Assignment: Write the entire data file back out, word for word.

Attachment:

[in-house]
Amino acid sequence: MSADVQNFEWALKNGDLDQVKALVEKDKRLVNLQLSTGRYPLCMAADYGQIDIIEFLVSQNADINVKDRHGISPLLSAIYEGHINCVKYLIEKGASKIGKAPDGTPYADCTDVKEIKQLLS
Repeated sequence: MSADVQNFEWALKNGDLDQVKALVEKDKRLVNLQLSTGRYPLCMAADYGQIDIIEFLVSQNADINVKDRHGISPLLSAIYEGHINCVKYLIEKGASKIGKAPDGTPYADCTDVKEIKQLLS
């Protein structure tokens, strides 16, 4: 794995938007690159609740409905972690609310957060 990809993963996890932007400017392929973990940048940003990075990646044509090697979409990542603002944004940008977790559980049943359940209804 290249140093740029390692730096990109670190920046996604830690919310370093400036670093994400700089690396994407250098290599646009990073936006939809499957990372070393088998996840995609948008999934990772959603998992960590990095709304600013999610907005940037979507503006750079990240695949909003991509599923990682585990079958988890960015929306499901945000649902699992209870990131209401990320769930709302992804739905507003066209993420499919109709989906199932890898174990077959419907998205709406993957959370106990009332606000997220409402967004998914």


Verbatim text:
[in-house]
Amino acid sequence: MSADVQNFEWALKNGDLDQVKALVEKDKRLVNLQLSTGRYPLCMAADYGQIDIIEFLVSQNADINVKDRHGISPLLSAIYEGHINCVKYLIEKGASKIGKAPDGTPYADCTDVKEIKQLLS
Repeated sequence: MSADVQNFEWALKNGDLDQVKALVEKDKRLVNLQLSTGRYPLCMAADYGQIDIIEFLVSQNADINVKDRHGISPLLSAIYEGHINCVKYLIEKGASKIGKAPDGTPYADCTDVKEIKQLLS
């Protein structure tokens, strides 16, 4: 794995938007690159609740409905972690609310957060 990809993963996890932007400017392929973990940048940003990075990646044509090697979409990542603002944004940008977790559980049943359940209804 290249140093740029390692730096990109670190920046996604830690919310370093400036670093994400700089690396994407250098290599646009990073936006939809499957990372070393088998996840995609948008999934990772959603998992960590990095709304600013999610907005940037979507503006750079990240695949909003991509599923990682585990079958988890960015929306499901945000649902699992209870990131209401990320769930709302992804739905507003066209993420499919109709989906199932890898174990077959419907998205709406993957959370106990009332606000997220409402967004998914």